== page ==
Author's Note: Well, this is what I've been working on while you were all waiting for next chapter of The Prodigal Daughter. I DO apologize for the long wait on that but now that this fic is finished (and it is completely finished btw), I'll be returning to TPD with bells on. I'd like to explain just a bit about this story before you read it: First of all, it completely consumed me. It's also a different Harry and Ginny than I've ever written before. The characters are loosely based on (and I know this is silly but I couldn't help it) the characters Starbuck and Apollo on Battlestar Galactica. I don't know if anyone watches that show but I love it and so some of the scenes are from storylines on the show--of course they've been adapted to fit Harry and Ginny. In this story, Harry and Ginny become best friends who aren't afraid to fight and hurt each other because they can't hurt anyone else and they know it won't run the other off. They have been so affected by Voldemort that they reach for each other b/c no one else understands. The only people they can consistently rely on is each other and this forms a friendship that weathers many storms. They are also in love with each other but are afraid of taking that final step b/c they're afraid of loosing each other and what they have. They fight, they hurt each other, they make mistakes, they run from each other but they always come back.

Did I mention it was AU?

But it's not meant to be an epic retelling. So some of the chapters are short; some parts will go very fast and others are completely glossed over. This does not mean events didn't happen, but the reader should assume that anything that happened in the books that is not addressed in the story, still happened. I've just...tweaked it a bit.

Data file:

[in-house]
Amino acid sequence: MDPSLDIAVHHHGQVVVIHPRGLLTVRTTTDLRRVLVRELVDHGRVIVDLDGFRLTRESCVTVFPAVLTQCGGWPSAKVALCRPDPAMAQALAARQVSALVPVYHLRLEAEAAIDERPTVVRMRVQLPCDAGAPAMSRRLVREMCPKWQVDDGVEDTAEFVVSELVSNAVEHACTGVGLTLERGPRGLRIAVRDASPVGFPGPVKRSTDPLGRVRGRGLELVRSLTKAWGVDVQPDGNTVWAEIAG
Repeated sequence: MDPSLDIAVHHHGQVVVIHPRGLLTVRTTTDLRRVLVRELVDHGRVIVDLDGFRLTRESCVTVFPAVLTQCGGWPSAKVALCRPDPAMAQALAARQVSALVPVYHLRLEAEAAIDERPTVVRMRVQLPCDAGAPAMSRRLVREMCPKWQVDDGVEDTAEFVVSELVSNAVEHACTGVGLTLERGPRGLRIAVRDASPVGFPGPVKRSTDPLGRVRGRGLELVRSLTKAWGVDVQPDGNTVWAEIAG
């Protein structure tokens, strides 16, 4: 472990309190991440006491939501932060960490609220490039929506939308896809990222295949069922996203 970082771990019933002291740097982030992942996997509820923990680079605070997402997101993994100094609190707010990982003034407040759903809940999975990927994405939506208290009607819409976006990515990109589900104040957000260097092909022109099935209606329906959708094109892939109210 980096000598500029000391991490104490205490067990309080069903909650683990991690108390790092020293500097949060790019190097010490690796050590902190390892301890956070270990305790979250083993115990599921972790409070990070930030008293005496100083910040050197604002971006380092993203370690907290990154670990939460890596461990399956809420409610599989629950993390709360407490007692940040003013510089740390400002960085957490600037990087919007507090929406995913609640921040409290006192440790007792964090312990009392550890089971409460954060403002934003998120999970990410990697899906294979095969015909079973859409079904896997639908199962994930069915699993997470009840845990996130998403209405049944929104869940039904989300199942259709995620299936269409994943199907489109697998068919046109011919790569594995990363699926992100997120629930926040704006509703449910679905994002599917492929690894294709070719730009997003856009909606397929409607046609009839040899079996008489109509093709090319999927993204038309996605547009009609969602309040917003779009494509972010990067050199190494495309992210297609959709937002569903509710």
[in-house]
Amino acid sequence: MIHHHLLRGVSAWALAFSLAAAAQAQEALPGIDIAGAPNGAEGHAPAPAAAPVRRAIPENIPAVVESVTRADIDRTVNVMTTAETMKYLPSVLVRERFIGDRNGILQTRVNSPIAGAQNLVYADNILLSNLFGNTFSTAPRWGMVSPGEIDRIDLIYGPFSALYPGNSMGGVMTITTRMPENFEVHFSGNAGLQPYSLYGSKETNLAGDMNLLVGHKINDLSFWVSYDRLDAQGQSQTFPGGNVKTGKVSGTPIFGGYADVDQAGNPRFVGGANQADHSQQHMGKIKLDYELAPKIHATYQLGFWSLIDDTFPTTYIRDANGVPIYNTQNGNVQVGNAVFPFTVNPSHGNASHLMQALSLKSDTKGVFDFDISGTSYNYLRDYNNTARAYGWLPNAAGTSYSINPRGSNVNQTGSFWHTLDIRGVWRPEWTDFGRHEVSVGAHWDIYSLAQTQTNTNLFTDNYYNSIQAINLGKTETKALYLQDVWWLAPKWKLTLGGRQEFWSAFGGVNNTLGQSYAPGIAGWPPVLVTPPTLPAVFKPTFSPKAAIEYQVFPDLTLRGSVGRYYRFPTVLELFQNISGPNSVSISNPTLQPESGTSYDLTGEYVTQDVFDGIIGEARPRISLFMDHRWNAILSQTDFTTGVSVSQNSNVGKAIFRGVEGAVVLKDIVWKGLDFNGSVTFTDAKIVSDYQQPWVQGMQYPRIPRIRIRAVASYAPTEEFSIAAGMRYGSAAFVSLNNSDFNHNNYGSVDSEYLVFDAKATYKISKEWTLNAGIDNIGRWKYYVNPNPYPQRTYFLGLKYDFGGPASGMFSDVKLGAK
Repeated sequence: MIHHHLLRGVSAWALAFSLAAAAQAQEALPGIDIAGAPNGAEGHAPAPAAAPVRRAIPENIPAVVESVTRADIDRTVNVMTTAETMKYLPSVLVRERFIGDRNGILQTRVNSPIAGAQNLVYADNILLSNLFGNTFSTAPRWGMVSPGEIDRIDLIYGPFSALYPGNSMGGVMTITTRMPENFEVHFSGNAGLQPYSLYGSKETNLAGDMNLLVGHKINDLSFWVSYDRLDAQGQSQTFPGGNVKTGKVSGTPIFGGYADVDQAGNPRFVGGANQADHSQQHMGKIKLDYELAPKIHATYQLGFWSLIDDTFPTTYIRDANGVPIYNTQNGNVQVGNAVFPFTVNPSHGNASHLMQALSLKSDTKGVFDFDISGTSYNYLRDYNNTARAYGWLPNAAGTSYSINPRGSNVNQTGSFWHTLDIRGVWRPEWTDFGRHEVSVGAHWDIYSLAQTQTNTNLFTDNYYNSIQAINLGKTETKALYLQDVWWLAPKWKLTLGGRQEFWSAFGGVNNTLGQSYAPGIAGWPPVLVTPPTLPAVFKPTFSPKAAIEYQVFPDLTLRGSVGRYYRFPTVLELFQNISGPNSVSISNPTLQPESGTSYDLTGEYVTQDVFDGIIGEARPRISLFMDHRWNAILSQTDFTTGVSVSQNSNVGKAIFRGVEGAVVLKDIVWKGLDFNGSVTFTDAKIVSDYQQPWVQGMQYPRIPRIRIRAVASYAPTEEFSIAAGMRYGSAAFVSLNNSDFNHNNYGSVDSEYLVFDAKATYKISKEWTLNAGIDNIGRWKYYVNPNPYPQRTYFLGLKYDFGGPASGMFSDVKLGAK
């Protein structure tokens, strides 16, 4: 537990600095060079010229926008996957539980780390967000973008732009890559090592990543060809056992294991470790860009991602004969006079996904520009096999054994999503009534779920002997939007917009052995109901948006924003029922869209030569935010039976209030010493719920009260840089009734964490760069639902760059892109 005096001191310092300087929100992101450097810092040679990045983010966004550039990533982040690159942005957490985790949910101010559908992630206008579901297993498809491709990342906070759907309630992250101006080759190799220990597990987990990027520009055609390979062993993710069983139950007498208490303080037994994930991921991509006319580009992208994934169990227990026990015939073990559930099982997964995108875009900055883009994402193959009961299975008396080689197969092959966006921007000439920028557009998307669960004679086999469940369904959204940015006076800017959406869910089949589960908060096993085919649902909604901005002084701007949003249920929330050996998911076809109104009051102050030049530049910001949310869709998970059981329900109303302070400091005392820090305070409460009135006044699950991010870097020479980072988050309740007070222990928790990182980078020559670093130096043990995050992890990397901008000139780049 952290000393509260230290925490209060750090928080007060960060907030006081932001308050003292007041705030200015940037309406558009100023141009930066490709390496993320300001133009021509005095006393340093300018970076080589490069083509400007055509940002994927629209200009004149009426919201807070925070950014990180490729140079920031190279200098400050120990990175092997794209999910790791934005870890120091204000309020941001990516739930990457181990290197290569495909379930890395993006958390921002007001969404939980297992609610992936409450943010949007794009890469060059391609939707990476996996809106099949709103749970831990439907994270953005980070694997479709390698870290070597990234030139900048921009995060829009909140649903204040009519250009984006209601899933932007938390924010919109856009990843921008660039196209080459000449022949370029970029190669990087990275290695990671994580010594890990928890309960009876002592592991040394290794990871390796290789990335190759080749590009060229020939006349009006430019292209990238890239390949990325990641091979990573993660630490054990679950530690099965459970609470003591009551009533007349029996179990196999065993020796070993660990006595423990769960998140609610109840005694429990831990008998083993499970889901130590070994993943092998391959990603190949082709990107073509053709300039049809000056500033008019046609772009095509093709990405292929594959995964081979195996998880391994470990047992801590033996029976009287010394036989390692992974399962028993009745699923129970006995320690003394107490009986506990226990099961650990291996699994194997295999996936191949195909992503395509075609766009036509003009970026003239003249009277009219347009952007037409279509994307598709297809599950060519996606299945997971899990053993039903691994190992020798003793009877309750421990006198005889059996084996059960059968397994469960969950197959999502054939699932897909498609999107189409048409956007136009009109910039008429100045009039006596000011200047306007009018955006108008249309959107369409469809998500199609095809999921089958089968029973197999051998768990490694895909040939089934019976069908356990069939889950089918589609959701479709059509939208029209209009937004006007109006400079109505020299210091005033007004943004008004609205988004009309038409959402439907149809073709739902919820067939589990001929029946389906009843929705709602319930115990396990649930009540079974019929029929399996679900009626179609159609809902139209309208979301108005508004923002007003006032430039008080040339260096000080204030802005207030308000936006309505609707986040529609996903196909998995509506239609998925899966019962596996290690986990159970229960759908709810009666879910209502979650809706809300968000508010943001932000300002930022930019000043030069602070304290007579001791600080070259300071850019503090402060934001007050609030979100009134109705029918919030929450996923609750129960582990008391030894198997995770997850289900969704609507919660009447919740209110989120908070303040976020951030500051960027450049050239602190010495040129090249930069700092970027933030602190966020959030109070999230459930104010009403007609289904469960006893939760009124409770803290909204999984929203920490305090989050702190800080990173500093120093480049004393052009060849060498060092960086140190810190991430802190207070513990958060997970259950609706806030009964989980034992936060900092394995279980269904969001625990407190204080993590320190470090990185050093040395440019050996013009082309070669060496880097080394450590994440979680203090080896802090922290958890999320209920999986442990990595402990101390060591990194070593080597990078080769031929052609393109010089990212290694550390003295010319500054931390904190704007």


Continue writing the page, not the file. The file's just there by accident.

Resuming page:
I hope you enjoy it and as always, look forward to your thoughts. Happy reading!


An extra-special thanks to my beta Indie, who, as always, makes a diamond out of the rough.



He could not have anticipated what the results would be when he descended into the Chamber of Secrets to rescue Ginny Weasley. He didn't know he would be saving her soul—he thought he was going to rescue his best friend's little sister. He didn't know that Tom Riddle had possessed her and that by saving her soul it would forge an understood bond between their souls. It was only later, much later, that he realised it was impossible to save someone's soul without loosing a bit of your own.

Chapter 1

Harry Potter watched anxiously as Molly Weasley led her youngest daughter from Professor Dumbledore's office.

"Is she going to be all right, Professor?" Harry swung back around to find the Headmaster's blue eyes twinkling at him over the glasses perched at the edge of nose.

"With time," the Professor said gently. "I think she will get better." He pulled out his wand and conjured a china tea set complete with an already steaming teapot. He poured two cups, added a lump of sugar to each and handed one to Harry.

"Harry, do you have any thoughts as to how Tom Riddle lured Ginny into the Chamber of Secrets?"

Harry shook his head and took a sip of the tea. "No, Professor."

Dumbledore ignored his own cup of tea and sat back in his chair. He steepled his fingers together and regarded Harry with a thoughtful expression. "I believe he used the diary to possess her. He took over her mind and body and forced her to control a creature that could have easily killed her friends."

Harry put down his teacup.

"I suspect an experience like that leaves a mark, Harry."